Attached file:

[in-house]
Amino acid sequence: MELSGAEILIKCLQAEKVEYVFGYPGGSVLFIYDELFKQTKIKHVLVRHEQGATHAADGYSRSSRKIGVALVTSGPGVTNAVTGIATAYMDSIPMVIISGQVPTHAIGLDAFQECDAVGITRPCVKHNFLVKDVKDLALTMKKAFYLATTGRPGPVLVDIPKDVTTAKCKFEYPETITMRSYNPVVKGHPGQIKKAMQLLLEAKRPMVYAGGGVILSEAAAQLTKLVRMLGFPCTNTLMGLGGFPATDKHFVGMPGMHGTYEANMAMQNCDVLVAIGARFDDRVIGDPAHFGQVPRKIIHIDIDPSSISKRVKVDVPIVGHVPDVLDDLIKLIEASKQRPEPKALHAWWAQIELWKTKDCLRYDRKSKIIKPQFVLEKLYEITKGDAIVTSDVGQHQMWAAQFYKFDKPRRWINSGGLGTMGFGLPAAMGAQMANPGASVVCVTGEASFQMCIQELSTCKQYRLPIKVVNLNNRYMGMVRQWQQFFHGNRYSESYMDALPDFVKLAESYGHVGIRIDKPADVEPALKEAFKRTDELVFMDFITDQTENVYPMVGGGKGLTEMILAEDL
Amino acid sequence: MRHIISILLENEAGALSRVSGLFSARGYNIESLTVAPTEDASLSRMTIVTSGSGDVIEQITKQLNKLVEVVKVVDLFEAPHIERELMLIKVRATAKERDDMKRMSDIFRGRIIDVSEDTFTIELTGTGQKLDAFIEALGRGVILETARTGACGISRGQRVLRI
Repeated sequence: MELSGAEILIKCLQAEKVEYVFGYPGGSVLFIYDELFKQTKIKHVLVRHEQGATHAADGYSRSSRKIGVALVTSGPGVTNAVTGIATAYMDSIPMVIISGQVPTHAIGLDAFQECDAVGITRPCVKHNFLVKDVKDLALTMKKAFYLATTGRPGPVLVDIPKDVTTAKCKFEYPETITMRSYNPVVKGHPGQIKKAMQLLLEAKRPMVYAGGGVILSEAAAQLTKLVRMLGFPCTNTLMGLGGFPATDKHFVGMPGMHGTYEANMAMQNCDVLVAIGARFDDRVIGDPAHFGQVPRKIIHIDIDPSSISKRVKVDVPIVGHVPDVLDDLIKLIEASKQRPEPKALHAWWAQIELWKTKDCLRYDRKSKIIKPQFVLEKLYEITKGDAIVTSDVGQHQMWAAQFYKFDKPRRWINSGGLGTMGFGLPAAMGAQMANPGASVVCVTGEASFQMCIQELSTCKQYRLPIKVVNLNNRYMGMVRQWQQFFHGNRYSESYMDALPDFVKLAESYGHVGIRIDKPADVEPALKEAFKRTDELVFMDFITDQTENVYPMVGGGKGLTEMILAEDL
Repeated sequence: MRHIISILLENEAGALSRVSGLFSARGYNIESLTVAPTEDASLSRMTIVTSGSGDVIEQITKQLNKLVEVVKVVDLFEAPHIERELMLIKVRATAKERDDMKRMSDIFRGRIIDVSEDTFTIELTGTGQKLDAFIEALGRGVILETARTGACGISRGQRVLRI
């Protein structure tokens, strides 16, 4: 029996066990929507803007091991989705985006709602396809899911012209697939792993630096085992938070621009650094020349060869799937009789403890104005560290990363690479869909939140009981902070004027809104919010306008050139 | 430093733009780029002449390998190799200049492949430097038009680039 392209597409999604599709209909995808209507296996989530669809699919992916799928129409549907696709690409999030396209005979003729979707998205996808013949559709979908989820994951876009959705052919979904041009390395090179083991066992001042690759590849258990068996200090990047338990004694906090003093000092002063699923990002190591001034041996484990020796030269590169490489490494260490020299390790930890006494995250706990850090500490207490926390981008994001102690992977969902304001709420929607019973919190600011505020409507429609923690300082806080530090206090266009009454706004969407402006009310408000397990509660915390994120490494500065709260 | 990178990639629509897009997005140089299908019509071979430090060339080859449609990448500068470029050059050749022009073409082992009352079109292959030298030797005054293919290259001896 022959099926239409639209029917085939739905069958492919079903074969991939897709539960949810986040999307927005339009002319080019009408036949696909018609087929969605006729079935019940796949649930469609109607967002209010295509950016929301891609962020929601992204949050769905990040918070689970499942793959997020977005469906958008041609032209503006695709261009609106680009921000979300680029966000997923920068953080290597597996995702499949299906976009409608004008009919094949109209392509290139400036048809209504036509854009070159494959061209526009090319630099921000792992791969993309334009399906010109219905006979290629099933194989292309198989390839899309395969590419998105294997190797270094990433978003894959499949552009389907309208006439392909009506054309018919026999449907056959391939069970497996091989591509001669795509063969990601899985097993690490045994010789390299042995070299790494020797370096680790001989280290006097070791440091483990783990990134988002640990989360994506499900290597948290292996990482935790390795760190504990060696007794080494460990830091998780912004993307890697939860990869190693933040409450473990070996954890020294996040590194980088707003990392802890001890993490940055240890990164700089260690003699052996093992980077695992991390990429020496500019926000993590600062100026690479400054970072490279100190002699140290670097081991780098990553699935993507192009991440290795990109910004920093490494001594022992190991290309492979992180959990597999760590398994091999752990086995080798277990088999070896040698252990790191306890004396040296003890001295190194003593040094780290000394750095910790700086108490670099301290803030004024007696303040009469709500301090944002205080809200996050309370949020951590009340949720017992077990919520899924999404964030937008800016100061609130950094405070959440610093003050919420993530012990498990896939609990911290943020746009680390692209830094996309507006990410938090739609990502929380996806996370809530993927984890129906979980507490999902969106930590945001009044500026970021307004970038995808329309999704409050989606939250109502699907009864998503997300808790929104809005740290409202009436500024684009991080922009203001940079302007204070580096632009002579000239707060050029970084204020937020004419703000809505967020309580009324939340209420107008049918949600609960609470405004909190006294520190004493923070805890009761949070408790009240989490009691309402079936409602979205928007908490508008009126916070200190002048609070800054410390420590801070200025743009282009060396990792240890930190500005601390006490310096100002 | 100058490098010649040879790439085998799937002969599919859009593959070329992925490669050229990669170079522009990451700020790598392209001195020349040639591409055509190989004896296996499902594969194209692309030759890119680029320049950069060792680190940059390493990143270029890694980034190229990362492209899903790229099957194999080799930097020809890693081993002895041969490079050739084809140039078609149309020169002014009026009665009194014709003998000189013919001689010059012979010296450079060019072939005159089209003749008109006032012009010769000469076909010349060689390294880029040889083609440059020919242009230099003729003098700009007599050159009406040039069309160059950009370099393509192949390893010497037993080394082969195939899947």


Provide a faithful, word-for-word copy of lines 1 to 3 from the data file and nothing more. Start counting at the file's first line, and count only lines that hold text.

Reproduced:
[in-house]
Amino acid sequence: MELSGAEILIKCLQAEKVEYVFGYPGGSVLFIYDELFKQTKIKHVLVRHEQGATHAADGYSRSSRKIGVALVTSGPGVTNAVTGIATAYMDSIPMVIISGQVPTHAIGLDAFQECDAVGITRPCVKHNFLVKDVKDLALTMKKAFYLATTGRPGPVLVDIPKDVTTAKCKFEYPETITMRSYNPVVKGHPGQIKKAMQLLLEAKRPMVYAGGGVILSEAAAQLTKLVRMLGFPCTNTLMGLGGFPATDKHFVGMPGMHGTYEANMAMQNCDVLVAIGARFDDRVIGDPAHFGQVPRKIIHIDIDPSSISKRVKVDVPIVGHVPDVLDDLIKLIEASKQRPEPKALHAWWAQIELWKTKDCLRYDRKSKIIKPQFVLEKLYEITKGDAIVTSDVGQHQMWAAQFYKFDKPRRWINSGGLGTMGFGLPAAMGAQMANPGASVVCVTGEASFQMCIQELSTCKQYRLPIKVVNLNNRYMGMVRQWQQFFHGNRYSESYMDALPDFVKLAESYGHVGIRIDKPADVEPALKEAFKRTDELVFMDFITDQTENVYPMVGGGKGLTEMILAEDL
Amino acid sequence: MRHIISILLENEAGALSRVSGLFSARGYNIESLTVAPTEDASLSRMTIVTSGSGDVIEQITKQLNKLVEVVKVVDLFEAPHIERELMLIKVRATAKERDDMKRMSDIFRGRIIDVSEDTFTIELTGTGQKLDAFIEALGRGVILETARTGACGISRGQRVLRI